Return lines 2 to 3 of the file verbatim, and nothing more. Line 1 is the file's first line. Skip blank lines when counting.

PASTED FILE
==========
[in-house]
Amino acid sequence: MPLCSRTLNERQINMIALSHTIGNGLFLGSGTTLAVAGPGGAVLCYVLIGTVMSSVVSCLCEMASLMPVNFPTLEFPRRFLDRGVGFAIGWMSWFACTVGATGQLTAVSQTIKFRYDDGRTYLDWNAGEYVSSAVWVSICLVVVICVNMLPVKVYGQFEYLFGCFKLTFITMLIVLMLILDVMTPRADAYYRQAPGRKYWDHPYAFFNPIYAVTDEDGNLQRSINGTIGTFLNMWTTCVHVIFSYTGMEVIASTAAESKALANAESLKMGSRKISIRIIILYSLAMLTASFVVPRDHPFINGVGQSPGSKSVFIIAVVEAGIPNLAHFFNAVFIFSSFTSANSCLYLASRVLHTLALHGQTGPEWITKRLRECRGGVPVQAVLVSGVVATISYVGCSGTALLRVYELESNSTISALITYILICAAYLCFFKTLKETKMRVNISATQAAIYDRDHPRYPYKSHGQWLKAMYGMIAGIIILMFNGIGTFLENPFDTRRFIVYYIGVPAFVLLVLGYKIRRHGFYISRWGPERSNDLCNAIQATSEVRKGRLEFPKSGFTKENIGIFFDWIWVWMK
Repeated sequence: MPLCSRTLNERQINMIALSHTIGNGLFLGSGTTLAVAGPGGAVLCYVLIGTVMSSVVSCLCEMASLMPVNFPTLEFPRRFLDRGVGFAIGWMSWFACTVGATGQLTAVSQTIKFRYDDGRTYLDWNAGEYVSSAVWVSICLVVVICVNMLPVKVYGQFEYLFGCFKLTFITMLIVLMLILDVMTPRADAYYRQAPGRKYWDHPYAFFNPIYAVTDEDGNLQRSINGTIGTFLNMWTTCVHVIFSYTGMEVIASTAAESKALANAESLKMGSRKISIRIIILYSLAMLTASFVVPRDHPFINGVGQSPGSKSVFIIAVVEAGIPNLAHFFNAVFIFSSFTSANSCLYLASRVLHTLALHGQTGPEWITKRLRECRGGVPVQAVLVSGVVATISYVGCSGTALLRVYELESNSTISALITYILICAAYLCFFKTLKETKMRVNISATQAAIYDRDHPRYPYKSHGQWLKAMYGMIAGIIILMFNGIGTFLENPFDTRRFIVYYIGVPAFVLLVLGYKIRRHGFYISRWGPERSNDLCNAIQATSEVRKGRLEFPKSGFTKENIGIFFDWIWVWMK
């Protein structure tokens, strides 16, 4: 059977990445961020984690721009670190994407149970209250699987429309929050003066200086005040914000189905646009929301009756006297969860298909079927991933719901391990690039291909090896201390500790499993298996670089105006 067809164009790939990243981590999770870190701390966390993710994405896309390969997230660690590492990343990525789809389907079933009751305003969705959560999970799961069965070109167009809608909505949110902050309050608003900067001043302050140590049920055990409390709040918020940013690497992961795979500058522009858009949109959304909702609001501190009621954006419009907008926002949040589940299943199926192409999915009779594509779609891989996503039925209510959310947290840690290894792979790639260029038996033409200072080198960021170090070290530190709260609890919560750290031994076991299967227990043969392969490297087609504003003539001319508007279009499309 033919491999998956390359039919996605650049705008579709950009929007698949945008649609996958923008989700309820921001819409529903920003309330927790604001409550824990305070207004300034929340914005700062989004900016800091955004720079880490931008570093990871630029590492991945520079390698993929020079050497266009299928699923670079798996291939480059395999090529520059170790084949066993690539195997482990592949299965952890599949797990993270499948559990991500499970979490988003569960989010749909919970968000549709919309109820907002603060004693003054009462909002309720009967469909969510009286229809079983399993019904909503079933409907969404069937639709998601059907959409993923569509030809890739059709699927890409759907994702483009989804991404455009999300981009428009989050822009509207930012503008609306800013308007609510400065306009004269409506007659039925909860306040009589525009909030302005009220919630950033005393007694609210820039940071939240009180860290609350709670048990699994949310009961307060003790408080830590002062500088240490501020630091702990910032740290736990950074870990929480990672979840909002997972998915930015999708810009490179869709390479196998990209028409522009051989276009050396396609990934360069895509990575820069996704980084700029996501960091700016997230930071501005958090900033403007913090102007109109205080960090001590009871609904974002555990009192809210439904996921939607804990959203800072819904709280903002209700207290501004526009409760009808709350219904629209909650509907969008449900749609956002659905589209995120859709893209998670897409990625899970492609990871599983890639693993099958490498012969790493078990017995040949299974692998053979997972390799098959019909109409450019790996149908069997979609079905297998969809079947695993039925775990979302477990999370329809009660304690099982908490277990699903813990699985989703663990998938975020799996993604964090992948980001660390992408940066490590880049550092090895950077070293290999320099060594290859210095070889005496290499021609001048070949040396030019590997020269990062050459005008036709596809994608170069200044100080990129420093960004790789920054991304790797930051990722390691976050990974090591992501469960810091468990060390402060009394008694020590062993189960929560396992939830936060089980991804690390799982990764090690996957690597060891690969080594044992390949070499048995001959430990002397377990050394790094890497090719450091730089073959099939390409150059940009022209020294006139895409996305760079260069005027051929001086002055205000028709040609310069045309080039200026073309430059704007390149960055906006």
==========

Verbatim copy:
Amino acid sequence: MPLCSRTLNERQINMIALSHTIGNGLFLGSGTTLAVAGPGGAVLCYVLIGTVMSSVVSCLCEMASLMPVNFPTLEFPRRFLDRGVGFAIGWMSWFACTVGATGQLTAVSQTIKFRYDDGRTYLDWNAGEYVSSAVWVSICLVVVICVNMLPVKVYGQFEYLFGCFKLTFITMLIVLMLILDVMTPRADAYYRQAPGRKYWDHPYAFFNPIYAVTDEDGNLQRSINGTIGTFLNMWTTCVHVIFSYTGMEVIASTAAESKALANAESLKMGSRKISIRIIILYSLAMLTASFVVPRDHPFINGVGQSPGSKSVFIIAVVEAGIPNLAHFFNAVFIFSSFTSANSCLYLASRVLHTLALHGQTGPEWITKRLRECRGGVPVQAVLVSGVVATISYVGCSGTALLRVYELESNSTISALITYILICAAYLCFFKTLKETKMRVNISATQAAIYDRDHPRYPYKSHGQWLKAMYGMIAGIIILMFNGIGTFLENPFDTRRFIVYYIGVPAFVLLVLGYKIRRHGFYISRWGPERSNDLCNAIQATSEVRKGRLEFPKSGFTKENIGIFFDWIWVWMK
Repeated sequence: MPLCSRTLNERQINMIALSHTIGNGLFLGSGTTLAVAGPGGAVLCYVLIGTVMSSVVSCLCEMASLMPVNFPTLEFPRRFLDRGVGFAIGWMSWFACTVGATGQLTAVSQTIKFRYDDGRTYLDWNAGEYVSSAVWVSICLVVVICVNMLPVKVYGQFEYLFGCFKLTFITMLIVLMLILDVMTPRADAYYRQAPGRKYWDHPYAFFNPIYAVTDEDGNLQRSINGTIGTFLNMWTTCVHVIFSYTGMEVIASTAAESKALANAESLKMGSRKISIRIIILYSLAMLTASFVVPRDHPFINGVGQSPGSKSVFIIAVVEAGIPNLAHFFNAVFIFSSFTSANSCLYLASRVLHTLALHGQTGPEWITKRLRECRGGVPVQAVLVSGVVATISYVGCSGTALLRVYELESNSTISALITYILICAAYLCFFKTLKETKMRVNISATQAAIYDRDHPRYPYKSHGQWLKAMYGMIAGIIILMFNGIGTFLENPFDTRRFIVYYIGVPAFVLLVLGYKIRRHGFYISRWGPERSNDLCNAIQATSEVRKGRLEFPKSGFTKENIGIFFDWIWVWMK